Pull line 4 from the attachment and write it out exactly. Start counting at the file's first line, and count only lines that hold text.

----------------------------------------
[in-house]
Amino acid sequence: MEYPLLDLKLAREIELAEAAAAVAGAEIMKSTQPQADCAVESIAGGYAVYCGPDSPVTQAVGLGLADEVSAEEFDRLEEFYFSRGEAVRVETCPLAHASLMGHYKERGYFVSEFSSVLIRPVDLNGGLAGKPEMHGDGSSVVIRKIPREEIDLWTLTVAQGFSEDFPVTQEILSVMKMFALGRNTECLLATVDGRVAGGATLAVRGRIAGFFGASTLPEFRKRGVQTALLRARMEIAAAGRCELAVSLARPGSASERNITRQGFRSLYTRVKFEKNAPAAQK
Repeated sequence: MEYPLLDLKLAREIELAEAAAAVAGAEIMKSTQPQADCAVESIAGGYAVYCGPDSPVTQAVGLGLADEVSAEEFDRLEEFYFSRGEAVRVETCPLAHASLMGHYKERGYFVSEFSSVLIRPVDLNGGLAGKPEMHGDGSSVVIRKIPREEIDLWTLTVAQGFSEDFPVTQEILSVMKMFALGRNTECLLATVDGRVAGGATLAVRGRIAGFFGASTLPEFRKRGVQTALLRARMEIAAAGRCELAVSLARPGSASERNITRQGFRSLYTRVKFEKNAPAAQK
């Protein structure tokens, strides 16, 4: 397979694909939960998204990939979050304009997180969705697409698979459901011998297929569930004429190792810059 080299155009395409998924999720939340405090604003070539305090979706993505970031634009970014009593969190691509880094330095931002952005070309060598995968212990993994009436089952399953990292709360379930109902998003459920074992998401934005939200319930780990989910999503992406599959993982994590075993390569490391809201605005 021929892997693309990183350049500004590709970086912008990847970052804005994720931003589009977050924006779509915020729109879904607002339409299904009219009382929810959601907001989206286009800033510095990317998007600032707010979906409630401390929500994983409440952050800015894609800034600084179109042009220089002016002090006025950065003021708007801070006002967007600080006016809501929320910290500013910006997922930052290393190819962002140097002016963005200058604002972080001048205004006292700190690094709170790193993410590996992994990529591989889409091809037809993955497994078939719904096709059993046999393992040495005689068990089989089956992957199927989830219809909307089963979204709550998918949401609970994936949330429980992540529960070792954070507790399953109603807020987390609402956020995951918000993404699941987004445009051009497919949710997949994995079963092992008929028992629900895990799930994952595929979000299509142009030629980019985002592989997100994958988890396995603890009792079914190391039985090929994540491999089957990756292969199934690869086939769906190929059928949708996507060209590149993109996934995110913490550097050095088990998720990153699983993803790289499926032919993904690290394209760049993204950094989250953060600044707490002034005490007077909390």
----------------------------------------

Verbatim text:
């Protein structure tokens, strides 16, 4: 397979694909939960998204990939979050304009997180969705697409698979459901011998297929569930004429190792810059 080299155009395409998924999720939340405090604003070539305090979706993505970031634009970014009593969190691509880094330095931002952005070309060598995968212990993994009436089952399953990292709360379930109902998003459920074992998401934005939200319930780990989910999503992406599959993982994590075993390569490391809201605005 021929892997693309990183350049500004590709970086912008990847970052804005994720931003589009977050924006779509915020729109879904607002339409299904009219009382929810959601907001989206286009800033510095990317998007600032707010979906409630401390929500994983409440952050800015894609800034600084179109042009220089002016002090006025950065003021708007801070006002967007600080006016809501929320910290500013910006997922930052290393190819962002140097002016963005200058604002972080001048205004006292700190690094709170790193993410590996992994990529591989889409091809037809993955497994078939719904096709059993046999393992040495005689068990089989089956992957199927989830219809909307089963979204709550998918949401609970994936949330429980992540529960070792954070507790399953109603807020987390609402956020995951918000993404699941987004445009051009497919949710997949994995079963092992008929028992629900895990799930994952595929979000299509142009030629980019985002592989997100994958988890396995603890009792079914190391039985090929994540491999089957990756292969199934690869086939769906190929059928949708996507060209590149993109996934995110913490550097050095088990998720990153699983993803790289499926032919993904690290394209760049993204950094989250953060600044707490002034005490007077909390």